But American moms breastfeed for longer: more than half are still breastfeeding when their babies are six months old, compared with 34 per cent here. So US corporates pay to help nursing mums who need to travel, when ceasing breastfeeding will stop the supply, but expressed milk won’t keep for long.

That’s what inspired Kate Torgersen to set up her milk-shipping business Milk Stork in the US in 2014: back at work after maternity leave after having twins, she says she “didn’t want a business trip to derail the huge efforts I’d made to tandem breastfeed.

"But that meant pumping two gallons of breast milk while I was away and keeping it in a hotel mini-fridge — then packing it into an ice-filled cooler bag and lugging a sloshing, dripping suitcase of milk through airport security and its embarrassing inspection process, justifying to several security agents why I had so much breast milk.”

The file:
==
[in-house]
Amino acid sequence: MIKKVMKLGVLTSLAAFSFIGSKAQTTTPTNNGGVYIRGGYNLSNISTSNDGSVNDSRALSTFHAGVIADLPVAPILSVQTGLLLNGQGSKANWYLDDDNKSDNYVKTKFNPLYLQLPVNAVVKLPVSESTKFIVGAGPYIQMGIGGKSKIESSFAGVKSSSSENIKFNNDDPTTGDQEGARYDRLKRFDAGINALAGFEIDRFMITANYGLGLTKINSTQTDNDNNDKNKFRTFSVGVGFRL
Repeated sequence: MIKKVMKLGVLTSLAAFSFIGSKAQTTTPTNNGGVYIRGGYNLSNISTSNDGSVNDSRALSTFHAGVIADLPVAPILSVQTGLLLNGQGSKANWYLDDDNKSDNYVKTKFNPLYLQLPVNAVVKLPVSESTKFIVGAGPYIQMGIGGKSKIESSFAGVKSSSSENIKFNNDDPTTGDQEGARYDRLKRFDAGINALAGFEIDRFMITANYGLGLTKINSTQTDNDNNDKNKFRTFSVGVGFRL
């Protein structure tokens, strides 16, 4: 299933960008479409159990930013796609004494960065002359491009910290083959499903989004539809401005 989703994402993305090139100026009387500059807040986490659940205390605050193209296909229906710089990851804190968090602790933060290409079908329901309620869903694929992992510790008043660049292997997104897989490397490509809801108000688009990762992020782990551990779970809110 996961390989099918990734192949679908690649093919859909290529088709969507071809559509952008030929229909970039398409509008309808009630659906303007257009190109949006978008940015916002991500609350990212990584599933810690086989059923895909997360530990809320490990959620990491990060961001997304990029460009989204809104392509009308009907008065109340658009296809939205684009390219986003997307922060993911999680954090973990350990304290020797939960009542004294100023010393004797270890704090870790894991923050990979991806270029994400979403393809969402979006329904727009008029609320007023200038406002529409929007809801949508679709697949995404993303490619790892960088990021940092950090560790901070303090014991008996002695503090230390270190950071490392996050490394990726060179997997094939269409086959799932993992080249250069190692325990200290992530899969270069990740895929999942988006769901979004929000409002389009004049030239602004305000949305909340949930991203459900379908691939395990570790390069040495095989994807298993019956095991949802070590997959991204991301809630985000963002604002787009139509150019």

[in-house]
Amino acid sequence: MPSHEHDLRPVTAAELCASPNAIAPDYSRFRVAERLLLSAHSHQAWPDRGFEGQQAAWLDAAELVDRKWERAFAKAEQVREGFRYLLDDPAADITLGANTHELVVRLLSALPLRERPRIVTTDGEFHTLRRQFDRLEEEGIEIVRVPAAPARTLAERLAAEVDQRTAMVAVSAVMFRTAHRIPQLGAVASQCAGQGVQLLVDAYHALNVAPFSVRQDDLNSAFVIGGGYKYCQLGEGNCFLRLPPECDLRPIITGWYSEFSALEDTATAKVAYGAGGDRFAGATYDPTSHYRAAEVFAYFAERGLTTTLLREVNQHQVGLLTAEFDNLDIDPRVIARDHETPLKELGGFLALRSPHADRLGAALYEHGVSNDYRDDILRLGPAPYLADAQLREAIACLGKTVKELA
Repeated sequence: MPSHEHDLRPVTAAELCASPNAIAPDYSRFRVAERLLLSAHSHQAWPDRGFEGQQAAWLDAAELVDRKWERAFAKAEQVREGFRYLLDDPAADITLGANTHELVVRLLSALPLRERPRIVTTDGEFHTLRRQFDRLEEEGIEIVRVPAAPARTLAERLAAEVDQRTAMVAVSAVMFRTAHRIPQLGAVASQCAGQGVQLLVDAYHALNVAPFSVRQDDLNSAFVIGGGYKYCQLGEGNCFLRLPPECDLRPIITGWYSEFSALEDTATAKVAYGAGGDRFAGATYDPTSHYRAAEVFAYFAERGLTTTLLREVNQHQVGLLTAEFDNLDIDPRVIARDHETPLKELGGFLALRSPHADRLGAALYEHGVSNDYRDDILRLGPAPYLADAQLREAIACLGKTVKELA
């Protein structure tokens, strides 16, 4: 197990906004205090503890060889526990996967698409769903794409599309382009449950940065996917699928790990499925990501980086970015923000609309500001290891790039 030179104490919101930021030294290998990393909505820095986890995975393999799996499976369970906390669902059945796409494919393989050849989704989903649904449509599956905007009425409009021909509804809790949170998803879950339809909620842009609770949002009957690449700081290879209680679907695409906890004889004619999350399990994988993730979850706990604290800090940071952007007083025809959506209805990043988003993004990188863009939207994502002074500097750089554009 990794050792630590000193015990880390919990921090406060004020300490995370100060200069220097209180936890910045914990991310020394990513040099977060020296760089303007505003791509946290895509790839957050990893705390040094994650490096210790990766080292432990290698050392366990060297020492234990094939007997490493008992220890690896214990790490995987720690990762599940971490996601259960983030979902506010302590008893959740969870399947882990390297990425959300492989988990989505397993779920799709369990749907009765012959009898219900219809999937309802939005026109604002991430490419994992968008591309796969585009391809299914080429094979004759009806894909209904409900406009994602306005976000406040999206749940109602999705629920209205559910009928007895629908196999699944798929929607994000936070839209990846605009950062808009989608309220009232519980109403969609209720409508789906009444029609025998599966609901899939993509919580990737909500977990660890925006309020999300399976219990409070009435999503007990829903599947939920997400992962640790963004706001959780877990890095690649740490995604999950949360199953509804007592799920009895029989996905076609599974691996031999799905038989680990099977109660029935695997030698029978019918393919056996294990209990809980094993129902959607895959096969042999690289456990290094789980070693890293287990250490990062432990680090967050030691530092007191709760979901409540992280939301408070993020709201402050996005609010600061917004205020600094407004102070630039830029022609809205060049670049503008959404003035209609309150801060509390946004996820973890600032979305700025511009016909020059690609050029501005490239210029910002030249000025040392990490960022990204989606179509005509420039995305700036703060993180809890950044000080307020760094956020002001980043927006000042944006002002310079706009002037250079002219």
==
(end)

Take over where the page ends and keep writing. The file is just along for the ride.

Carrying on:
Kate Torgersen, founder of Milk Stork, a US-based milk-shipping business

So Milk Stork provides pharmaceutical-grade shipping coolers to breastfeeding mums on business trips. They express, activate the cooler and call FedEx to, as Torgersen puts it in American, “have the milk overnighted home”. It costs about $100 per travel day — but Milk Stork is an employee benefit at US firms stretching from Nissan to retailer Home Depot and software giant SAP.

So far this year the company has transported 500,000 ounces of breast milk home to babies.

One user, writer Katie Baker, who used Milk Stork during a three-day business trip, told The Cut it meant “I didn’t have to schlep around to seek out dry ice and shipping materials on top of [pumping and] everything else; it definitely was a stress-reducer.”